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Prospective lenders to Sears Holdings Corp. have so far rejected Chairman Eddie Lampert’s appeals to help fund a loan and stave off liquidation. Now the company is trying new tactics to attract financing.

A Sears lawyer told a judge Thursday that the department-store chain was reviewing alternative structures for a proposed $300 million bankruptcy loan intended to keep stores open during the holidays.

Lampert’s ESL Investments Inc. has been in talks to provide at least some of the money along with hedge fund Cyrus Capital Partners. But after approaching several other potential lenders asking them to help fund the loan, ESL has found no takers, according to people with knowledge of the private negotiations.

The cold shoulders could test Lampert’s resolve to once again prop up the department-store chain, which already owes him and his investment entities more than $2.6 billion. The hedge fund manager, who is also Sears’s biggest shareholder, has said he wants to buy some of the company’s stores out of bankruptcy and keep the retailer going as a slimmer, less-indebted business.

A spokesman for ESL declined to comment, as did a representative for Hoffman Estates, Illinois-based Sears.

Lender hesitation

Some potential lenders who were approached about participating in the so-called junior debtor-in-possession loan said they hesitated over several sticking points. Among them: which assets would back the loan, whether that collateral was appropriately valued and which creditors would be paid ahead of them, the people said. One particular concern was that the new loan would give ESL and Cyrus even more control over the bankruptcy process because they already hold so much of the retailer’s’ debt.

Sears delayed a hearing that had been scheduled for Nov. 1 to review the loan. Ray Schrock, a lawyer representing Sears in bankruptcy, said Thursday that the company was able to delay that hearing because its financial situation was less dire than it thought when it filed for Chapter 11 protection on Oct. 15.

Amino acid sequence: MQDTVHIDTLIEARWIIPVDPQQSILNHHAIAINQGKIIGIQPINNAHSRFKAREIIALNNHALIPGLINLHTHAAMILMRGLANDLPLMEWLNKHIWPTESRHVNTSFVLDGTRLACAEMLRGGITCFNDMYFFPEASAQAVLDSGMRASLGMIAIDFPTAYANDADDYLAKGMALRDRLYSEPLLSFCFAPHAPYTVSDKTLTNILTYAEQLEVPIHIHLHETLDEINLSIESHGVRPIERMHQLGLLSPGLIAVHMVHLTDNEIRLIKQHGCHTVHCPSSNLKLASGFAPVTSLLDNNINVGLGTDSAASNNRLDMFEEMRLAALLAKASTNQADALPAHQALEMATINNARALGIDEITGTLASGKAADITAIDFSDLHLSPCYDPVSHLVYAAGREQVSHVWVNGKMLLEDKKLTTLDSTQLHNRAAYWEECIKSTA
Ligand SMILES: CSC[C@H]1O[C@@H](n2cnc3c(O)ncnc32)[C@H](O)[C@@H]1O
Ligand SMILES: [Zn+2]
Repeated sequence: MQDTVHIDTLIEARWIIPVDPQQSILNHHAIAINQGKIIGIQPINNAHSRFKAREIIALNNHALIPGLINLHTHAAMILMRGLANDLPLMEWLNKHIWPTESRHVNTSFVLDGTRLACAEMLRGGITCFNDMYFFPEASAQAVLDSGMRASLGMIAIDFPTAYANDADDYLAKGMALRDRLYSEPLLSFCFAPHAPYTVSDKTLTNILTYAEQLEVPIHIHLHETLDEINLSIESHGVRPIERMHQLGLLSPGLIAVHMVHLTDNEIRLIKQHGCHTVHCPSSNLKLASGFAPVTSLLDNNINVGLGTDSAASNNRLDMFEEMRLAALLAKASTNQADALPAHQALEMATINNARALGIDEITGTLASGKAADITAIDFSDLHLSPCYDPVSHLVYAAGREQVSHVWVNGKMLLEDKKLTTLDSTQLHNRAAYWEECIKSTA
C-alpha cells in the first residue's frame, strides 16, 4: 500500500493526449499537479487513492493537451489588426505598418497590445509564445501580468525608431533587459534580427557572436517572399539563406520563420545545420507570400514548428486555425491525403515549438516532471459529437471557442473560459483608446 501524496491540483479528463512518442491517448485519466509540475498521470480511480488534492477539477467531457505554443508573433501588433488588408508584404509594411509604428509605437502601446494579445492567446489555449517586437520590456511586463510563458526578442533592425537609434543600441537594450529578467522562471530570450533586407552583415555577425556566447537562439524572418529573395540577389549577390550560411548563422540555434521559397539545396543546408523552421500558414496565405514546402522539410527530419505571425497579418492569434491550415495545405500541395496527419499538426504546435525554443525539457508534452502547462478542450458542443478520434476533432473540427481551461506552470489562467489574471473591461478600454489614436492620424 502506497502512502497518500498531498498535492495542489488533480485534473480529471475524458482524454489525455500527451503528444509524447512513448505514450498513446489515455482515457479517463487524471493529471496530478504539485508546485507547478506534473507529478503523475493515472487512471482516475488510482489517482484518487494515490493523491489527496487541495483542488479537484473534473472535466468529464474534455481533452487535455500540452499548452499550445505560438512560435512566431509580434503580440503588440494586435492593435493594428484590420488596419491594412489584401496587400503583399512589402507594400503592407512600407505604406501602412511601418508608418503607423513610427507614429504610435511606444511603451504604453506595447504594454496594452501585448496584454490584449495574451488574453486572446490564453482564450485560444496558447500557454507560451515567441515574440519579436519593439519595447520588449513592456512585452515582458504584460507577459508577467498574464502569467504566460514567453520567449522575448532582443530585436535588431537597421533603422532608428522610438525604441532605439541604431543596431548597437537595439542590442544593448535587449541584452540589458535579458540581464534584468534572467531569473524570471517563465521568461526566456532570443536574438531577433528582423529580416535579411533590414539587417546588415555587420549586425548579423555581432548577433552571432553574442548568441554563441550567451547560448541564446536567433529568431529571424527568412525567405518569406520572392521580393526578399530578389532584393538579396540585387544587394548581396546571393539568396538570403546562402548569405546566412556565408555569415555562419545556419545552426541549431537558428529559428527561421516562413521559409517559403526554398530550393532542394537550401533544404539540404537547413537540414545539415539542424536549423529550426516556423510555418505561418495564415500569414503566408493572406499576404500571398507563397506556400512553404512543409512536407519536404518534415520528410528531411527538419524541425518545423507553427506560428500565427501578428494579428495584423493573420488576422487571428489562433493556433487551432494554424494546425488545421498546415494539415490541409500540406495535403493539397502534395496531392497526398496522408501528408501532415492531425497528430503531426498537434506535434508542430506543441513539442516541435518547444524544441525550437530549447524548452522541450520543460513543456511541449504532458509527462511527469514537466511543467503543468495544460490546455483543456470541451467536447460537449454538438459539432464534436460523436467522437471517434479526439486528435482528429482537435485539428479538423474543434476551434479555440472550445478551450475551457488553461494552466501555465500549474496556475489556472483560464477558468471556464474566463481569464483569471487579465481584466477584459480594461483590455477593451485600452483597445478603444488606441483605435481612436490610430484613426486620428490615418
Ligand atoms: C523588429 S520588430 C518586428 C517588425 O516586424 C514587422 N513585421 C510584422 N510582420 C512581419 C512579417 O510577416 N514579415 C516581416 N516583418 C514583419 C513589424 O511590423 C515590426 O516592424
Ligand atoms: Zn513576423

Schrock said the company had “continued interest” from potential lenders and that it had been in discussions with financial institutions about a different loan structure than what had initially been proposed. He didn’t provide other details.

“The company isn’t facing a significant liquidity need right now,” Schrock said during the hearing Thursday.

While Lampert will now have more time to market the debt, if no other lenders emerge, he and Cyrus Capital will need to decide whether they would fund the entire loan themselves.

Amid struggles with swelling debt and dwindling shoppers, Sears filed for Chapter 11 with a plan to shut 142 unprofitable stores and possibly more. A group of its most-senior lenders, including Wells Fargo & Co., Citigroup Inc. and Bank of America Corp., provided $300 million of new financing to help pay the bills while it reorganized.

But with vendors growing anxious and Sears previously projecting that it would need to spend $220 million in the first month of its bankruptcy, the new capital was expected to evaporate quickly.

Lampert proposed providing the additional financing with Cyrus at a rate of about 12 percent. The loan would rank lower than bankruptcy financing that was provided by Sears’ senior lenders. The company entered Chapter 11 without a firm deal in place, however, and Sears said that ESL would test the market to determine whether other lenders would be willing to provide the debt on more favorable terms.

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